I’m perusing accessibility and OER. No surprise that while the definition of ‘diversity’ in learning includes cognitive issues, the overwhelming majority of the actual “things you can do to help” address vision and hearing issues and the stuff that’s legally required.
Not always! This slideshare show posted by Una Daly, current director of Communit College Consortium for Open Educational Resources, includes a set from Jutta Treviranus describing the “floe project.” Like me, they recognize that OER have a huge asset in their malleability: instead of trying to have a “universal” design and shooting for “once size fits all,” we can adapt and revise. Nothin’ against “UDL” as a campaign slogan, but it oversimplifies. They also, mirabile dictu, include adapting cognitive demand from the beginning.
Exploring FLOE got me to a “First discovery tool” and “Preference Exploration Tool” which let users set up sites to their individual preferences. The third link, “My Lifelong Learning Lab,” got me excited: it says it “helps learners keep track of their progress, and personalize their learning goals and learning experience through self-reflection.” Well… it got to a description of the idea at an even deeper space: https://wiki.fluidproject.org/ . This stuff is ‘way more techie than I can get into at my “down-time dabbler-in-it” level but it’s all open, so I can use anything that fits, and I can follow on twitter, eh?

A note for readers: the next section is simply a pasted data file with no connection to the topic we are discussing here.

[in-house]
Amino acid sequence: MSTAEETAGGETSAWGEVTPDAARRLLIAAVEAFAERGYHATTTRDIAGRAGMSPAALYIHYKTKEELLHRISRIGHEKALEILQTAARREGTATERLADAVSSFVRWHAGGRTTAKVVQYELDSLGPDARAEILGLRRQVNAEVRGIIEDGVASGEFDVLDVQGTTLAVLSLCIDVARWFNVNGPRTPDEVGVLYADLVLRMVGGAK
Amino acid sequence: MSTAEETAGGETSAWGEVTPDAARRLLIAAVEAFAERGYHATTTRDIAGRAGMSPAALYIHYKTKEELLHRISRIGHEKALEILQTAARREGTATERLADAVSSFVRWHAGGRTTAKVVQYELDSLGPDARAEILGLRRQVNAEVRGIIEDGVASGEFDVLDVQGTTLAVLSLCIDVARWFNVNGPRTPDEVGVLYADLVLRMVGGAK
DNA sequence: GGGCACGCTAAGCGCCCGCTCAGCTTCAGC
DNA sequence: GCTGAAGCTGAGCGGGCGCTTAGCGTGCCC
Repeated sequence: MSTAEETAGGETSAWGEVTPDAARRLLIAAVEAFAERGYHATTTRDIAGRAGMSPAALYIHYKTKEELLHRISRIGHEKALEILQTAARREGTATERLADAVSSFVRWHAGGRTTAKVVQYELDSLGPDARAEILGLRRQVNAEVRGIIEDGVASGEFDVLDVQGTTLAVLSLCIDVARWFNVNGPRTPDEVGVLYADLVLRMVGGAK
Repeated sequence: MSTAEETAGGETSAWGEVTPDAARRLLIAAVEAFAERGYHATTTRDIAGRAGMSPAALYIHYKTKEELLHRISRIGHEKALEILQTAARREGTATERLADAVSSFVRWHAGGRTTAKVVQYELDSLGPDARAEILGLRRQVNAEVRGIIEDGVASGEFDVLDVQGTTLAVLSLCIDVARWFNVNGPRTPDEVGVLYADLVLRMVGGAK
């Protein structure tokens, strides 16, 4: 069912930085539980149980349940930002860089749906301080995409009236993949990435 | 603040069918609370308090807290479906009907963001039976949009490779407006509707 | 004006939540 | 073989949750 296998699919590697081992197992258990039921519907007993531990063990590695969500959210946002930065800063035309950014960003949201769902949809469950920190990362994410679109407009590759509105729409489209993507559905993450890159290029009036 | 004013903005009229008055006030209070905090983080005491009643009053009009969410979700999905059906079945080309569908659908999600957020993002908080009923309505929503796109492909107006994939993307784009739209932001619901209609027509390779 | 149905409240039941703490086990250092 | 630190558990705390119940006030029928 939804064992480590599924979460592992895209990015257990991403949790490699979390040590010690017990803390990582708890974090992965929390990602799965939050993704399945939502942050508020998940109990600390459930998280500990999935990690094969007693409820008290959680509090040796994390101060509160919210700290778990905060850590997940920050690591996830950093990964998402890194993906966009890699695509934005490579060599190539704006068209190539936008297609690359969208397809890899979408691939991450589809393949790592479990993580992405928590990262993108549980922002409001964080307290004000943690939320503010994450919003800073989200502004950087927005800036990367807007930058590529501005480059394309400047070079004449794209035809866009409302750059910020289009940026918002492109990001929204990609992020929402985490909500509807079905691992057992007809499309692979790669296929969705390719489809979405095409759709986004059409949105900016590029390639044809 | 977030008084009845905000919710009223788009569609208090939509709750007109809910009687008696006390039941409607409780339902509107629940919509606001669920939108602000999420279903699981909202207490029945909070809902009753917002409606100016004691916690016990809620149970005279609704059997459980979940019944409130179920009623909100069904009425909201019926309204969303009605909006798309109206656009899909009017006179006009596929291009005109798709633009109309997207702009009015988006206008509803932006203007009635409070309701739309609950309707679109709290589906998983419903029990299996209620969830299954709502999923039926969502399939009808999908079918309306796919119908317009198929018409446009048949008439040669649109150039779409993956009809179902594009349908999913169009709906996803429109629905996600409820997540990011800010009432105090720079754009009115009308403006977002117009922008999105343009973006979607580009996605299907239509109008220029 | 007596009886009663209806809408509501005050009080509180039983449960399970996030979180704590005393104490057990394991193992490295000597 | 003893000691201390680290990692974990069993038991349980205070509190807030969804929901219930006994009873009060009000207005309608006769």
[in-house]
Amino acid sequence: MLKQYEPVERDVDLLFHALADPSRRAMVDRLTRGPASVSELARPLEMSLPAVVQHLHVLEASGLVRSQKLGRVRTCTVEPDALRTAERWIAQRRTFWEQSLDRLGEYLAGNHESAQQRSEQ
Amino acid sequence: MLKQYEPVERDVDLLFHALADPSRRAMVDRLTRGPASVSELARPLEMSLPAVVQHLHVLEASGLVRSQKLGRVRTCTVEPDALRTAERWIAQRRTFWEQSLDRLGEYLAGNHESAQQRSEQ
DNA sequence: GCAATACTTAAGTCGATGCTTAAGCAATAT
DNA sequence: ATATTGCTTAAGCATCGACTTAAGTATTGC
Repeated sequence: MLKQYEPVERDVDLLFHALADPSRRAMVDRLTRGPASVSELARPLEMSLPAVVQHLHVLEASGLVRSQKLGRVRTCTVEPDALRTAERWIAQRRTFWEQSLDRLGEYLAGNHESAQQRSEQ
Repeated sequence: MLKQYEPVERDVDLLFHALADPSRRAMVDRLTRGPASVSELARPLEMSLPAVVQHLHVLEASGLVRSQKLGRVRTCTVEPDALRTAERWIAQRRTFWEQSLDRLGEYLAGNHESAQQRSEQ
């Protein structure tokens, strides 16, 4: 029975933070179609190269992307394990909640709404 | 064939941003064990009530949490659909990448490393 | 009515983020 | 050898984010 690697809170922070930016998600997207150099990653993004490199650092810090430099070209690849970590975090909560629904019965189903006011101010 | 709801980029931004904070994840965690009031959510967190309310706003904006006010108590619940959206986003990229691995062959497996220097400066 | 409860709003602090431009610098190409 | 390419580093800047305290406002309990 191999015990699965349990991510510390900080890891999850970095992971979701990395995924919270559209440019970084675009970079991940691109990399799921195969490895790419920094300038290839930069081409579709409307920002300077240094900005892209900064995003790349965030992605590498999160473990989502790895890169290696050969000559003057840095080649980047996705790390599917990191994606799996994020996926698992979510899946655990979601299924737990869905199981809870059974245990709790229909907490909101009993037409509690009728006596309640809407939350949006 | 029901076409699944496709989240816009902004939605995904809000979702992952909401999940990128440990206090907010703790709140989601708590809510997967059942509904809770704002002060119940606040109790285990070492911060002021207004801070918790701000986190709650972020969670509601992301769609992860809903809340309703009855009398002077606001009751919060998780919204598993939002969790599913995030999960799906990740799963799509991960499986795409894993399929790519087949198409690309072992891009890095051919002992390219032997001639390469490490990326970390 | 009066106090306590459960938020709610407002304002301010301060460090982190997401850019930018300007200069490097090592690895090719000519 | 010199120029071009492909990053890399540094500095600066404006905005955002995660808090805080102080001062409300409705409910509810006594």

FLOE has partnerships with oercommons.org and PhET and Pressbooks and Merlot and Connexions (which, since it doesn’t say OpenStax, means this might be a dated list).
And then, this:
Now, I’ve visited my share of “help” links that just compounded my frustration. It’s really hard to figure out what will inspire somebody to press that button.
Still, imagine a “doesn’t make sense” button on a math lesson 🙂
Imagine it having, as this does, a menu of choices (for my lessons they’d be catering to math… and doing the research to find what the choices should be, as opposed to thinking of something as fast as you can and marketing it enthusiastically. Erm, of course open would be the way to do it.
Imagine Khan Academy with actual, adaptive, mathematically and pedagogically sound instruction and solid accessibility… imagine instructors learning how to reach the people who can’t (yet) do the “easy” stuff… and while looking at Digital Promise is interesting… open really, really, really is the team I want to be on. There’s a huge, sometimes hidden market out there for “math for the people who don’t get math,” and the “growth mindset” movement challenges the “they just don’t belong in college” mindset.